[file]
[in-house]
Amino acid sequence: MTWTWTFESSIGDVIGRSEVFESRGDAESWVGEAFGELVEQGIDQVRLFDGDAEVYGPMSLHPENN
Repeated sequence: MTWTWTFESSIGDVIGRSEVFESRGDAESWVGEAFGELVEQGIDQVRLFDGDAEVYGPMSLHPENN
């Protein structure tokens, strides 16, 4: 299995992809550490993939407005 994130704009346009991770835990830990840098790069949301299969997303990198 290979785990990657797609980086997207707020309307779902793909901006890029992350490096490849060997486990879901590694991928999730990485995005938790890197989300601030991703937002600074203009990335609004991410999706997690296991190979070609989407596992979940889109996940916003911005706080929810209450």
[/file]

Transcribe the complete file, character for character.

[in-house]
Amino acid sequence: MTWTWTFESSIGDVIGRSEVFESRGDAESWVGEAFGELVEQGIDQVRLFDGDAEVYGPMSLHPENN
Repeated sequence: MTWTWTFESSIGDVIGRSEVFESRGDAESWVGEAFGELVEQGIDQVRLFDGDAEVYGPMSLHPENN
């Protein structure tokens, strides 16, 4: 299995992809550490993939407005 994130704009346009991770835990830990840098790069949301299969997303990198 290979785990990657797609980086997207707020309307779902793909901006890029992350490096490849060997486990879901590694991928999730990485995005938790890197989300601030991703937002600074203009990335609004991410999706997690296991190979070609989407596992979940889109996940916003911005706080929810209450």